Can Dündar

Portrait Can Dündar
Photo: Esra Rotthoff

Can Dündar is one of Turkey’s best-known critical journalists. He was imprisoned and now lives in exile in Berlin. He anticipates an imminent end to Erdoğan’s rule.

While you were in prison – for allegedly disclosing state secrets – an 80-year-old journalist, a colleague of yours, arrived with a chair one day…
Mete Akyol. Unfortunately, he’s since passed away. He took the chair, put it in front of the prison entrance and sat down on it. Nothing more. Little by little more and more people came, with and without chairs, to show their support for me. It was fantastic.  

Were there also friends who turned their backs on you while you were in prison?
Prison is a big test as well. Friendships are created, friendships break apart.

Did you also react in the same way before?
Perhaps. People were in prison, we did a lot to get them released but maybe it wasn’t enough. When I was in prison, I noticed how important every letter that I received was and how desperately I waited for answers. That wasn’t obvious to me before. A friend went into exile in Paris. I didn’t call him. I thought, he’ll be doing fine in freedom. But when he died of a heart attack, I realized how alone and unhappy he was in Paris. No one there to hug him. It pains me that I didn’t even call him. But that’s life. We learn from our experiences.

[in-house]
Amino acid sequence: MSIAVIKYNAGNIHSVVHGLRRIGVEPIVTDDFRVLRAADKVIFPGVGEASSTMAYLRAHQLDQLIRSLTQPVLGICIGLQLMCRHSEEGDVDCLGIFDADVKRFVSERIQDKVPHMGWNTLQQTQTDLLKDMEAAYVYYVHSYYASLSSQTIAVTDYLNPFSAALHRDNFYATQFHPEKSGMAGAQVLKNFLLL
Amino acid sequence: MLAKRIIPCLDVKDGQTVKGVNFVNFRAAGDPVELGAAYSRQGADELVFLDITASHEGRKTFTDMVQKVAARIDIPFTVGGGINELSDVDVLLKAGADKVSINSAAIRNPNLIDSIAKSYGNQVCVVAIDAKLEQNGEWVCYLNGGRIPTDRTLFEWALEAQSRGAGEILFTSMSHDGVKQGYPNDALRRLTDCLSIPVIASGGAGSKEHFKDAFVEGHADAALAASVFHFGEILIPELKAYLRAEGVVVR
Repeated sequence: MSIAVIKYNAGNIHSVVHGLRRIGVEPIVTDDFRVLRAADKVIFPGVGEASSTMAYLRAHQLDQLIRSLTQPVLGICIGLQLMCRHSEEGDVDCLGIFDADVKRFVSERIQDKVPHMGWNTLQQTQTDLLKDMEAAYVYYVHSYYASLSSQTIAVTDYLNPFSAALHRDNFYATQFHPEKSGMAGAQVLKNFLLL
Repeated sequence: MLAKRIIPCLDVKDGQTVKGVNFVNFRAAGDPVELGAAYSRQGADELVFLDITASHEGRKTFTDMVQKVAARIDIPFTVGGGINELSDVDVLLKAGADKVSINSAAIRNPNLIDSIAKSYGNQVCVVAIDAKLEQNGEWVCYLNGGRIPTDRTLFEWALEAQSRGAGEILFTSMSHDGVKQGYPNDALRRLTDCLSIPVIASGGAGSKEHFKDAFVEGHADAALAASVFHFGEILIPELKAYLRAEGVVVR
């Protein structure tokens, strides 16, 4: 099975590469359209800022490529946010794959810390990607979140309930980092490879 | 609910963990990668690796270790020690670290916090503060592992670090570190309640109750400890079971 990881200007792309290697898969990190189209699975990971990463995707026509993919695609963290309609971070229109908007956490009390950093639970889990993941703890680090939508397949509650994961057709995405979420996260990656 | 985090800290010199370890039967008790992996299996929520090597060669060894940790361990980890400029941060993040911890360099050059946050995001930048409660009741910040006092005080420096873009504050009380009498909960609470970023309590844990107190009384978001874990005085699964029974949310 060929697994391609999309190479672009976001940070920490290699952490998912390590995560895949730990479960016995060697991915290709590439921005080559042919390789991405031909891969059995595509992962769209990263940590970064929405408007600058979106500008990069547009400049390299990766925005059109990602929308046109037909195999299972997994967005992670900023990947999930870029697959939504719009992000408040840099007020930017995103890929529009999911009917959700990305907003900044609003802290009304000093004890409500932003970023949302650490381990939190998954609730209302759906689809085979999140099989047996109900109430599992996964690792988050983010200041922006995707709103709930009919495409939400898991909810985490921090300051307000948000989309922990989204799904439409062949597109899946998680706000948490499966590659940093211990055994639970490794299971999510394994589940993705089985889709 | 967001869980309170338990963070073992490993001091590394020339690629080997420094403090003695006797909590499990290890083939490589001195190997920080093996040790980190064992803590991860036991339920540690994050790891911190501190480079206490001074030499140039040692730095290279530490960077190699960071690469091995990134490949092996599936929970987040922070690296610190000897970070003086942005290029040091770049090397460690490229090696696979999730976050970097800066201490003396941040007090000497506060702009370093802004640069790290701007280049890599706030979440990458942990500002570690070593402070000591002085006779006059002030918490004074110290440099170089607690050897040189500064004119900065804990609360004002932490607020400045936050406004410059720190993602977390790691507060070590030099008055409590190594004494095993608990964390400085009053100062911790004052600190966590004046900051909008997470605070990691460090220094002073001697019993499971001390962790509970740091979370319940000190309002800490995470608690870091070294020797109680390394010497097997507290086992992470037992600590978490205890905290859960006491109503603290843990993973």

You cannot live in Turkey…
Oh yes, I can. Just in prison though. That option is open to me anytime.

But that says something about the state of the country.
Turkey has turned into a prison for journalists. If they write the truth, they have to prepare themselves for the worst. And prison, I also have to say, is not the worst.  

Erdoğan was elected and he still has many followers today.
He’s been in power for 18 years. At the beginning he acted as if he was a Muslim Democrat, like there’s Christian Democrats in Europe. I think he was pretending. Moreover, the power corrupted him. When he noticed that his power began to falter during the Gezi Park protests in 2013, he decided to take a harsher approach.

How long will Erdoğan retain his power?
Two years. We’re experiencing the final convulsions of the dictatorship right now. In the polls Erdoğan’s party is only at 30 percent. That’s a disaster for him. He’s lost Istanbul, his fortress. The economy is on its knees. He’s about to lose two supporters in the West: Trump and Merkel. He’s always been under her protection within the European Union.
But how will he leave? By resigning and saying goodbye? Probably not.
In June 2023 the next presidential and parliamentary elections will take place. He will be forced to resign before the elections. By the protesters on the streets, by the opposition, by his fellow party members. No one knows. Turkey is a Kinder Surprise egg.

Interview: Arno Widmann

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